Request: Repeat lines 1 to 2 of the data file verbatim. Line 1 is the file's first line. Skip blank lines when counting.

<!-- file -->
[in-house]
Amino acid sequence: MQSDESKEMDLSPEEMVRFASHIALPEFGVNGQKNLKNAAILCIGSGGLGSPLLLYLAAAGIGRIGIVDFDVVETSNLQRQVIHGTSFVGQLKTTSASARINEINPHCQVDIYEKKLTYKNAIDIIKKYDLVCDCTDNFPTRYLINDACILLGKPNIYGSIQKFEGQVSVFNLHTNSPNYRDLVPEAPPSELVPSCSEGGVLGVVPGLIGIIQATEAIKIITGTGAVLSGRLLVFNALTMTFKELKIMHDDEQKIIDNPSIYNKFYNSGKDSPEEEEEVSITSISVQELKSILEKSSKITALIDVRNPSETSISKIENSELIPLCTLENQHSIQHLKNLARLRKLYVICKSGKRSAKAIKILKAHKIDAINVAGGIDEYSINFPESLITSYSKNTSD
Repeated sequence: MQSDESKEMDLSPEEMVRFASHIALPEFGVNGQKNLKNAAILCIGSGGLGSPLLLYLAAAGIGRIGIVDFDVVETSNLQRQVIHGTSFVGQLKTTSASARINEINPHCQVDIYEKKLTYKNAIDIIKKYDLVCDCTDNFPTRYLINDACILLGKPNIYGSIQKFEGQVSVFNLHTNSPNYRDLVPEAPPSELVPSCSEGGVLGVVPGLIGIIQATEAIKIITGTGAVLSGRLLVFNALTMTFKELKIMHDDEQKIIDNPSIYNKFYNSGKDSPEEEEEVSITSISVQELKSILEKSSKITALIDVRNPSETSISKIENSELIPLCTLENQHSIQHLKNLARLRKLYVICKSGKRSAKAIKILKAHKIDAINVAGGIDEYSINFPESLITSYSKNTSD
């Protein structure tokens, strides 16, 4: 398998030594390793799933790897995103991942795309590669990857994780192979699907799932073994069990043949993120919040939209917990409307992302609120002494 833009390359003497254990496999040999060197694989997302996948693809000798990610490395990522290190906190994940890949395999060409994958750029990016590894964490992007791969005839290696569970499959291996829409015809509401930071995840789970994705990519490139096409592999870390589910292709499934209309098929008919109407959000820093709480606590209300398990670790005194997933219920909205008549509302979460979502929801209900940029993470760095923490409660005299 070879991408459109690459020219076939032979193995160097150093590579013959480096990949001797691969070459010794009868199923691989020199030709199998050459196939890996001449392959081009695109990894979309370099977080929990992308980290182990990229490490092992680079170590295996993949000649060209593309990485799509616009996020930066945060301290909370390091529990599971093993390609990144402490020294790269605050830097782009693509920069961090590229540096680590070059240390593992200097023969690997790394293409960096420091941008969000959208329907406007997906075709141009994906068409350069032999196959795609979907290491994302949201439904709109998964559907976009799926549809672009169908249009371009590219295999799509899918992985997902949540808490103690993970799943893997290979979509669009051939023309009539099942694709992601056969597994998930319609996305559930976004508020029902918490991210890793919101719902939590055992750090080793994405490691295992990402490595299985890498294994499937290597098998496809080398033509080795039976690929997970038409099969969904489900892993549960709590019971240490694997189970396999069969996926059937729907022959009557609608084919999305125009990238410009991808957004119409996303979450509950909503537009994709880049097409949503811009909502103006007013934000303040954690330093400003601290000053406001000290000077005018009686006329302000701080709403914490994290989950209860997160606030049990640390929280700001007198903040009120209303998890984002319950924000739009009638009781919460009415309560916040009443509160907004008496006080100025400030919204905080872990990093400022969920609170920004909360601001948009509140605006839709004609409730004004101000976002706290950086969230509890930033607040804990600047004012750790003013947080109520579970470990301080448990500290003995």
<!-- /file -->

[in-house]
Amino acid sequence: MQSDESKEMDLSPEEMVRFASHIALPEFGVNGQKNLKNAAILCIGSGGLGSPLLLYLAAAGIGRIGIVDFDVVETSNLQRQVIHGTSFVGQLKTTSASARINEINPHCQVDIYEKKLTYKNAIDIIKKYDLVCDCTDNFPTRYLINDACILLGKPNIYGSIQKFEGQVSVFNLHTNSPNYRDLVPEAPPSELVPSCSEGGVLGVVPGLIGIIQATEAIKIITGTGAVLSGRLLVFNALTMTFKELKIMHDDEQKIIDNPSIYNKFYNSGKDSPEEEEEVSITSISVQELKSILEKSSKITALIDVRNPSETSISKIENSELIPLCTLENQHSIQHLKNLARLRKLYVICKSGKRSAKAIKILKAHKIDAINVAGGIDEYSINFPESLITSYSKNTSD